back into school to become an accountant and to acquire a better job
to support us.


 


She went to work at Seven-Up
bottling company, MABE, a kitchen appliance manufacturer where she
was promoted twice in three years. Her last job before retiring the
first time was at “Cementos Tolteca,” an English company
with branches in

Mexico
and, I am sure, other parts of the
world. There she worked for the next 25 years and became (I was
told) the first woman Comptroller of one of the largest companies in

Mexico City
at the time.

 


Mom was highly respected,
chauffeured around, lived well in high society circles and had an
incredible business and social life. Her hobbies were reading and
writing. She became a celebrated Orator in her later years. I am
sure mother could have written her own memoirs. But this is my story
and I am sticking to it…


 


I don’t remember much more
detail during that time, but it must have been a happy one. Mom went
to work, then went to school, came home, read, slept, and studied;
then she read, studied, and slept some more. I remember that she
slept a lot. On weekends, “Mama Toya” would take us out
so mom could sleep and rest. We did not understand why we never saw
her but we knew she was there because grandmother would always ask
us to be considerate of her because she worked very hard to give us
a better life. Her bedroom door was always closed. It was her haven
and we were to respect it, not disturb it, or disturb her.


 


She would always have
“comida” (dinner) with us every day around

2:00 p.m.
This meal is the main meal time in
Mexico
. It is also when the family not
only eats, but everyone shares their day. It can last up to two
hours, time permitting. Then she would go back to work and school.
We did not see her in the morning as she left before we were woken
up to go to school.


 



1952.

I was seven. This was another
year, a new home, and a new story. We moved! Mother was doing
extremely well in her career and was earning “top peso”
for her time and age working in

Mexico City
. This time, we went to a better
side of town. With mom’s earnings improving, she could afford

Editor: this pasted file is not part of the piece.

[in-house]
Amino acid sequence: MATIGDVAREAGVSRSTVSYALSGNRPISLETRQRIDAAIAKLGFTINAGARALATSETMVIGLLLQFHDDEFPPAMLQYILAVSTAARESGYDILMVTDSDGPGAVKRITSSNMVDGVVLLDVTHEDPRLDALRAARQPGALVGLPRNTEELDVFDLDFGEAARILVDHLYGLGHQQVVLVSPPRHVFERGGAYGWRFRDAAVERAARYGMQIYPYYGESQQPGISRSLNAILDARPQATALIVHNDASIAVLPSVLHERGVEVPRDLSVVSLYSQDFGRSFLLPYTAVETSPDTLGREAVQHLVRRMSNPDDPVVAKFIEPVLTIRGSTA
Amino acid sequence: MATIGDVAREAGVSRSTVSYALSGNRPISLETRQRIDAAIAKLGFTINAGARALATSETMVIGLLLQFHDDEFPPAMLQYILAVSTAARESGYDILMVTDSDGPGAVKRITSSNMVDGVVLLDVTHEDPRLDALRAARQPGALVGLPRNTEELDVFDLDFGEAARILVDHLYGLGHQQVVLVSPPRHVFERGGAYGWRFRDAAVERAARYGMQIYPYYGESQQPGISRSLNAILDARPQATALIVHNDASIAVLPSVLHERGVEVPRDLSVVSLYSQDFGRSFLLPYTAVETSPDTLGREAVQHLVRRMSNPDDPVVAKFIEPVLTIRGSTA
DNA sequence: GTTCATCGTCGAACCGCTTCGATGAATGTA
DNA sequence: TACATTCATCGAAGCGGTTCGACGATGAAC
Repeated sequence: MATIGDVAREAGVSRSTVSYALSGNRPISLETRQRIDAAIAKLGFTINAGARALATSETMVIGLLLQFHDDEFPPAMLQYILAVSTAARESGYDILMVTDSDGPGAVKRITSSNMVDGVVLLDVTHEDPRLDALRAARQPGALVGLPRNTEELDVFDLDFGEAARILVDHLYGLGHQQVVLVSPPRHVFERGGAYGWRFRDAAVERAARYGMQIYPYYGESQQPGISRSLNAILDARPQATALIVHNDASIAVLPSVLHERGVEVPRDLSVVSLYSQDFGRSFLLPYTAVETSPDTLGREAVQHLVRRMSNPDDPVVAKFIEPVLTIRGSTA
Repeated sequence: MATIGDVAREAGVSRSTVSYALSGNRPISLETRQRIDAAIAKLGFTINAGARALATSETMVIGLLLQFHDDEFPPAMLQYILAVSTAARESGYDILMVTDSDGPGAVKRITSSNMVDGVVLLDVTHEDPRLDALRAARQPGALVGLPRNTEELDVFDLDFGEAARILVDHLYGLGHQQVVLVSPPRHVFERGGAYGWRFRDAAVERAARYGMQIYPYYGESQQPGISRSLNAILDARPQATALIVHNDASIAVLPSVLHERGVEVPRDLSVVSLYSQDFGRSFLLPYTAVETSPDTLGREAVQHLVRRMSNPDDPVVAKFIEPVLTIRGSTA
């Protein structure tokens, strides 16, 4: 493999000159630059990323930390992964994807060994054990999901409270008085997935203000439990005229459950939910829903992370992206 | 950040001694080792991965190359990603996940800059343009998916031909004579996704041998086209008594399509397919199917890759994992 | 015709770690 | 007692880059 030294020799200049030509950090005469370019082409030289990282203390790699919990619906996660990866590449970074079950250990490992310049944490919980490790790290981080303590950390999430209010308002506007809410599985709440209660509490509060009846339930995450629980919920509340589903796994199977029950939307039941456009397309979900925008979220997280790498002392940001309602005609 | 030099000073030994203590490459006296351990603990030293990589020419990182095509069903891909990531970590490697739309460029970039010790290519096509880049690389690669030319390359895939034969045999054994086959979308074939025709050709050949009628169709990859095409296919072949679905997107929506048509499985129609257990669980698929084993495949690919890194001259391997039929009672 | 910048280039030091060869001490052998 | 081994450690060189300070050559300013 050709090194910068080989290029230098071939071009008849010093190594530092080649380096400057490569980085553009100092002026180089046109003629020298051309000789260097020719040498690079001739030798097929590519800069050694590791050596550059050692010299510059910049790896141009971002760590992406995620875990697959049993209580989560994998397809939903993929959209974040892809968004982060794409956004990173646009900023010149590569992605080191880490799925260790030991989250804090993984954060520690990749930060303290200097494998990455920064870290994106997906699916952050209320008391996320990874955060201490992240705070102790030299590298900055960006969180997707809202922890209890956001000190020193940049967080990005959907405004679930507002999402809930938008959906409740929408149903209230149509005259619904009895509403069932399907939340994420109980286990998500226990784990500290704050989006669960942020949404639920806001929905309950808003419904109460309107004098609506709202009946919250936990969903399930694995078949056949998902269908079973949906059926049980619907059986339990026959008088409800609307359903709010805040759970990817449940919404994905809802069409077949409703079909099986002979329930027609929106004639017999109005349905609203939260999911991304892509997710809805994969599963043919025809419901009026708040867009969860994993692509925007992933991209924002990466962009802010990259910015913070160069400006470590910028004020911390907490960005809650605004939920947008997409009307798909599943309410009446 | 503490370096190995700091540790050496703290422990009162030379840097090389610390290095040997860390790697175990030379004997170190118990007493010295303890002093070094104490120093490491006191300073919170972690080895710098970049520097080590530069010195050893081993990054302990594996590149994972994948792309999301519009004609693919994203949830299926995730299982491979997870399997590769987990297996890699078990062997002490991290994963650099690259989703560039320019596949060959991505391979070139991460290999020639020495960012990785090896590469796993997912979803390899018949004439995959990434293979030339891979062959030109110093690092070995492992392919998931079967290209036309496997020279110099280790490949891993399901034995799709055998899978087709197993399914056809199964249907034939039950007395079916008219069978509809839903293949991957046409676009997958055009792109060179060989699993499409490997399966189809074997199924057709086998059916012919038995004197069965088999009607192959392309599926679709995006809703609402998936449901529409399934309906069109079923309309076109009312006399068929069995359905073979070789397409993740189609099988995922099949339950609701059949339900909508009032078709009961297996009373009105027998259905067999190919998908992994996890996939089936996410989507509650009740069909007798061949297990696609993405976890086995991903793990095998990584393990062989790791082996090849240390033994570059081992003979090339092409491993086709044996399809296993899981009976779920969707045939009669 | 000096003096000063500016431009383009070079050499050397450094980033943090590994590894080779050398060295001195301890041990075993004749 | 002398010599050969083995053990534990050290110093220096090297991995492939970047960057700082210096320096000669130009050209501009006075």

a much better place. The area was/is called “Colonial del
Valle”. I recently went to the very corner where our house
stood and, to my surprise, the house was gone. In its place is an
enormous building. I don’t know if the house was destroyed by
the earthquake of 1985, or if it was demolished to build commercial
property. This house was old but beautiful. It has mystery.


 


That year, mom enrolled us in the
German
School
. One of their Annex schools
happened to be across the street which turned out to be perfect for
grandmother, who at the time, was severly suffering from Rheumatoid
Arthritis.
I was also enrolled in piano and ballet lessons.
Mom had a chauffer from work at her disposal and part of his job was
to take us to the different locations that we needed to go after
school but before picking her up from work in the evening.


 


One day, I came down with a severe
cold. Nobody worried about it except for my ballet teacher who
became very concerned when I could not do a simple “demi
plié.” Mama Toya, who was my permanent chaperone, told
mom that about my ballet teacher’s concern. Mom reacted
immediately and took me to our doctor right away. She had
acquired a family doctor when my brother, who had an accident per
year, had to go to the emergency room from a huge cut around his
ankle and had to be stitched eleven times.


 


I will never forget Dr. Franco. He
was our family doctor for three decades. Even my second husband and
my children were part of the package. He worked at the “Seguro
Social,” one of the medical systems for Mexican workers,
during the day, and had his private practice at night.


 


Dr. Franco knew it too well. He had
seen these symptoms daily for several weeks. He rushed me to
one of the only hospitals where he knew they could handle my
condition. Time was of the essence. We could not wait. I was
having trouble breathing and walking -- and I was certainly
clueless of what I was about to experience.


 

12/15/2008

 

 

OMG, from the time frame, I'm guessing polio. Your story is facinating--I'm waiting for the next installment


one suggestion: change "she married her grandfather" to "she and grandfather were married"